Glass-making in Sweden was pioneered by King Gustav Vasa, who’d been impressed by the glass he saw on a trip to Italy in the mid-sixteenth century. He initially set up a glassworks in Stockholm; however, it was Småland’s forests that could provide the vast amounts of fuel needed to feed the furnaces, and so a glass factory was set up in the province in 1742. Called Kosta, after its founders, Anders Koskull, Georg Bogislaus and Stael von Holstein, it is still the largest glassworks in Småland today.
All of the dozen or so glassworks still in operation in Småland give captivating glass-blowing demonstrations. Several have permanent exhibitions of either contemporary glasswork or pieces from their history, and all have a shop. Bus services to the glassworks, or to points within easy walking distance of them, are extremely limited, and without your own transport it is almost impossible to see more than a couple in a day (though this will satisfy most people).
The Glassriket Pass gives free entry to the glassworks and discounts on some glassware products; it’s available at the tourist office in Växjö and online (100kr; w glasriket.se).
Kosta Boda glassworks
While each glassworks has its individual design characteristics, Kosta Boda is the easiest to reach from Växjö, has extensive displays and gives the best picture of what’s available. The Kosta Boda and Åfors glassworks are both operated by the same team. While two of Kosta’s most celebrated and hyped designers, Bertil Vallien and Ulrica Hydman-Vallien, have their studios at Åfors, the bigger glassworks is at Kosta.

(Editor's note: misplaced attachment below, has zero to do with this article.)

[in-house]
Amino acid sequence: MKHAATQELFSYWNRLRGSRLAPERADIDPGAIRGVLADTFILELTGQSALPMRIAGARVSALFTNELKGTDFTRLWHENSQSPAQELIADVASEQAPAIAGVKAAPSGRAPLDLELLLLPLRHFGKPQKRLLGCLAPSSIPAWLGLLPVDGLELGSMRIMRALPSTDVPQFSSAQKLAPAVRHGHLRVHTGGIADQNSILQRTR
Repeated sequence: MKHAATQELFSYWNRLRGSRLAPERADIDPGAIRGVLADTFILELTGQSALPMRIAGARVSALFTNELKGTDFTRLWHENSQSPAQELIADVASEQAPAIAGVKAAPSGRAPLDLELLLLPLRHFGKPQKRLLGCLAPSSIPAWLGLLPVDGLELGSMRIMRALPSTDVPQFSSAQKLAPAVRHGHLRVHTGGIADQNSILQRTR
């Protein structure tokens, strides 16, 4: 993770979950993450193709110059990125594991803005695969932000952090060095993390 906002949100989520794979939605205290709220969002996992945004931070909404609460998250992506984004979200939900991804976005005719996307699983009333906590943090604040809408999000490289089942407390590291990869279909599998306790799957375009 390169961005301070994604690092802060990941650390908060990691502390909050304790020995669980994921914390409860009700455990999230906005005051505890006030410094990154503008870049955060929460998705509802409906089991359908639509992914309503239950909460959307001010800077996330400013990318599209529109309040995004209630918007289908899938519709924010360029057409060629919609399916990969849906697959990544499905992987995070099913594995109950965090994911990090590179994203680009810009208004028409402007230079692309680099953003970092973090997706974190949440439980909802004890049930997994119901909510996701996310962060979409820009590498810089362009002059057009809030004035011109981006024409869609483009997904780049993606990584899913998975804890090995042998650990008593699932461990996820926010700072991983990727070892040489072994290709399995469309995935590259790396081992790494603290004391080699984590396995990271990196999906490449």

The outlet store here contains some of the most delicate fin-de-siècle glassware, designed by Karl Lindeberg; for contemporary simplicity, Anna Ehrner’s bowls and vases are the most elegant. Among the most brilliantly innovative works are those by Göran Wärff – examples of his expressive work can also be found in Växjö’s cathedral. Current design trends tend more towards colourful and rather graceless high kitsch; nonetheless, new designer sculptural pieces can go for astoundingly high prices: commercialized designs start at 2500kr, although for a single, traditional akvavit glass you’re looking at paying something like 200kr.